|About this Abstract
||2018 TMS Annual Meeting & Exhibition
||Fracture: 65 Years after the Weibull Distribution and the Williams Singularity
||Fracture Toughness of Silicon by Variable Temperature Micropillar Splitting
||Carmen Lauener, Ming Chen, Jeff Wheeler
|On-Site Speaker (Planned)
Classically, silicon is known as a brittle material, whose sharp brittle-ductile transition (BDT) occurs within 1-2°C at a temperature between 500 and 800°C depending on the microstructure, strain rate, and crystal orientation. A recent study using the notched single cantilever beam geometry revealed a gradual increase in toughness, KC, with temperature, rather than a sharp BDT. Furthermore, the crack morphologies were observed to vary significantly, particularly between 300-400°C. To investigate this phenomenon in greater detail, the pillar splitting geometry was employed in combination with lithographically produced silicon pillars. A transition in toughness was observed to begin between 150 and 175°C with the values rising to ~1.7 MPa√m at 275°C before the pillars ceased to split. In addition, experimental issues such as pillar manufacturing methods and the effect of inaccurate indenter positioning were investigated at ambient temperatures.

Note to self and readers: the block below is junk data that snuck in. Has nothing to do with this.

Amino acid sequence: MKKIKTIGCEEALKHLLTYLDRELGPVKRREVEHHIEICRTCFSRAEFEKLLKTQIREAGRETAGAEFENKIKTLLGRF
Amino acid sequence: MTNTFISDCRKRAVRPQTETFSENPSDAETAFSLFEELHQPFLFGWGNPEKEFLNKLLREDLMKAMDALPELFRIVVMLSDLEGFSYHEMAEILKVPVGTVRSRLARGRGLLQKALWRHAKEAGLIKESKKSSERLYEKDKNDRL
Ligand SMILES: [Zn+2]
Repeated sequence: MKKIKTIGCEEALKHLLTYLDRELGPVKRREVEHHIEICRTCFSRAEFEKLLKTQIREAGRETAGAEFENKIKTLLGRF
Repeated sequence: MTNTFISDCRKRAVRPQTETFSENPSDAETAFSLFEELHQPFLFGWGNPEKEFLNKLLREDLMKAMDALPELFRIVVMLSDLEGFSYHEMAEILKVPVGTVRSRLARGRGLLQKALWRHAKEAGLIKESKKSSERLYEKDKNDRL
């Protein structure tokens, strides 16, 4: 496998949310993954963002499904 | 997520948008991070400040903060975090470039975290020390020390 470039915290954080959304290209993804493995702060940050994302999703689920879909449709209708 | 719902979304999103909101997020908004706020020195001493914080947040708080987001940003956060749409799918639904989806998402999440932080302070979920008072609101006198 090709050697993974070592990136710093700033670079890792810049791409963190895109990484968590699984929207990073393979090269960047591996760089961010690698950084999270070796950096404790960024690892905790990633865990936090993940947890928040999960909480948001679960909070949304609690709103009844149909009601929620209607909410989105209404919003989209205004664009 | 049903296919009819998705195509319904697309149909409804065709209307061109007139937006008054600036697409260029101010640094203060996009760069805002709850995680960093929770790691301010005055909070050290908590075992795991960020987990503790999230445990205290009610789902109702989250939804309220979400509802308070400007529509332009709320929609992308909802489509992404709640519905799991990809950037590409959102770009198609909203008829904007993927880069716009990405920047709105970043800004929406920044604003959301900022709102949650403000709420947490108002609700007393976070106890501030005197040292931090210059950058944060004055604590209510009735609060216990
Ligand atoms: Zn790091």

||Planned: Supplemental Proceedings volume